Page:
3. A hearing just isn’t the same without the UFT’s involvement. In the past, the union has chartered buses from all over the city to PEP meetings to make sure the full range of opposition is represented from teachers working in schools being affected by panel votes, and organized dissent has resulted. But this month the union not only cancelled the buses, it sat out of the panel meeting entirely, creating a scattered presence of teachers who attended on their own initiative.

Close to 100 teachers and supporters were at the union’s rally earlier in the day, but the vast majority of them went home after drying off at the union headquarters. Without a critical mass of people, the teachers who did trek to Prospect Heights sometimes found their messages lost amid the sea of organized charter school supporters who turned out to testify on co-locations up for a vote.

In fact, only a fraction of the schools on the turnaround list were represented at all, and only one representative of the seven middle schools at risk — a principal who would be replaced under turnaround — spoke out. Only about two dozen students attended and parents were even less plentiful.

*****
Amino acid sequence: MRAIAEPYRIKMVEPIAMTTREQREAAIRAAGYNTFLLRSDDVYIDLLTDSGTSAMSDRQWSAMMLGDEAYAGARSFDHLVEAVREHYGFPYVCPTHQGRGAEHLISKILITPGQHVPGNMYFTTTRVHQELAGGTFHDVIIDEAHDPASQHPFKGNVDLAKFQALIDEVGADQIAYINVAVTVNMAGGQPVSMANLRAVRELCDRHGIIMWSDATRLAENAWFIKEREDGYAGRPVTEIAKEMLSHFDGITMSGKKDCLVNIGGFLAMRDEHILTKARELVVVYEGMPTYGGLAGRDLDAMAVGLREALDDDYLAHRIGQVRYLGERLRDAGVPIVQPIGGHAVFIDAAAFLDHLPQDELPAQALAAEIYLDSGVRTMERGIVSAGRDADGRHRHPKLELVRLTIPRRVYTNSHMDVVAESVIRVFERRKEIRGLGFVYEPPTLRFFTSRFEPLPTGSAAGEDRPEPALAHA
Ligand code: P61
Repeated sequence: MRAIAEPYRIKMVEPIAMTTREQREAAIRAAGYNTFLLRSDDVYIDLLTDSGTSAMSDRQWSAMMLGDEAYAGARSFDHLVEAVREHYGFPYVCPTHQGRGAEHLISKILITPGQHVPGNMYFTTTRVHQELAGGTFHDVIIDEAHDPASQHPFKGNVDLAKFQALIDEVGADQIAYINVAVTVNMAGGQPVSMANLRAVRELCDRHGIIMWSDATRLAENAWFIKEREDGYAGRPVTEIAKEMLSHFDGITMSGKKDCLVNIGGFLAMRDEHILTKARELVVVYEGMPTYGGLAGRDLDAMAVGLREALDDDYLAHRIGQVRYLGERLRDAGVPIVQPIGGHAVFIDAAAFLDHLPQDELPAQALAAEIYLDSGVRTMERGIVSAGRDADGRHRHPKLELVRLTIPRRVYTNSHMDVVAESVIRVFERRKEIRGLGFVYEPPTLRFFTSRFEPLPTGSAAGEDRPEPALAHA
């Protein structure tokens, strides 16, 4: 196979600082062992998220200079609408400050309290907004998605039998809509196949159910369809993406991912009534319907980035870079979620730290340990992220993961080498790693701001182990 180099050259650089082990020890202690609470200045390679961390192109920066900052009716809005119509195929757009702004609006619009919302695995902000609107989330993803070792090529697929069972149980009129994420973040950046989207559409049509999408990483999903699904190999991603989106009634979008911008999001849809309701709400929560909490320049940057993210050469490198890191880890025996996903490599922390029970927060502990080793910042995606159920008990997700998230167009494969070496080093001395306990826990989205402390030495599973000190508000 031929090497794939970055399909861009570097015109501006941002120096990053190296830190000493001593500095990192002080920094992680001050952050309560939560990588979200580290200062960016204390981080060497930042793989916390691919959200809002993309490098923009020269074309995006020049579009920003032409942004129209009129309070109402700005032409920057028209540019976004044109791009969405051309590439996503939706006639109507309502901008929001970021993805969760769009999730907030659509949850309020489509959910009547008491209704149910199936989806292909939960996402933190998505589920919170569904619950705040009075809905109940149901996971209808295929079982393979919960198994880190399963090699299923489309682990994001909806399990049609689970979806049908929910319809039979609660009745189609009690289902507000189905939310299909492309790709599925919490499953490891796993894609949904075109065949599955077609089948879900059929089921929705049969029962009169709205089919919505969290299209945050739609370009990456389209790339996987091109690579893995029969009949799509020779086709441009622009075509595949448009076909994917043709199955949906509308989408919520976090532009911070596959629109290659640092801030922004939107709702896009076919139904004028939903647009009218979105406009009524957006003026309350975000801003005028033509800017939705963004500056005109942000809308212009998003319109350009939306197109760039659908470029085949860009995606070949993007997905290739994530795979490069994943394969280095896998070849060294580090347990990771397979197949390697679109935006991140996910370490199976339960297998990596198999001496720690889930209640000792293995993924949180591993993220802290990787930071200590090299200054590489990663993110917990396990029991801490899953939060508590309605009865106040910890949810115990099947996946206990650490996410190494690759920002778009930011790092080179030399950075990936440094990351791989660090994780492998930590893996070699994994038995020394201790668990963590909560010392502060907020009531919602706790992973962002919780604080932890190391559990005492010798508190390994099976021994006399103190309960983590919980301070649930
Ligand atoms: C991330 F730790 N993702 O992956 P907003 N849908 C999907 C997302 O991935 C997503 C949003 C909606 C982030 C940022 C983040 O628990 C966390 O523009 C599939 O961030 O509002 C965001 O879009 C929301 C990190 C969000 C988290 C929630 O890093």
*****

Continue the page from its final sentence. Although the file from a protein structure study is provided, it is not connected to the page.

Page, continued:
The largest and most contingent at the meeting came from two charter school networks, Democracy Prep and Success Charter, who both brought buses of supporters to back co-location proposals before the panel. For a time during the public comment period, one could forget that turnaround was on the agenda at all.

4. But we haven’t heard the last from the union. Just days after Mayor Bloomberg announced the turnaround plan in January, UFT President Michael Mulgrew left little doubt about how the union planned to respond. “If the Department of Education tries to implement changing these schools from their current status, we will be taking appropriate legal action,” Mulgrew said at the time.

Last night, we saw that the union is dotting all its i’s in preparation for a lawsuit.

Vice President Leo Casey was the only union official to appear at the hearing after most stayed away to protest the panel’s pro forma votes. Why did he make the trek to Brooklyn? “I just want to make an official objection for when we sue them,” Casey said.

A union official said this morning that a lawsuit would not be filed today. The official would not say whether the union had a timeline for lodging a legal complaint.

5. Panel members aren’t just sitting silently before they vote. Critics often mock the panel’s mayoral appointees as “puppets” who do little besides keep their seat warm and wait until it’s time to vote “yes.” The mayoral panelists all voted yes in accordance with Mayor Bloomberg’s wish, doing little to curb the criticism.

But in a departure from the norm, a majority of the mayoral appointees were visibly grappling with the proposals before them.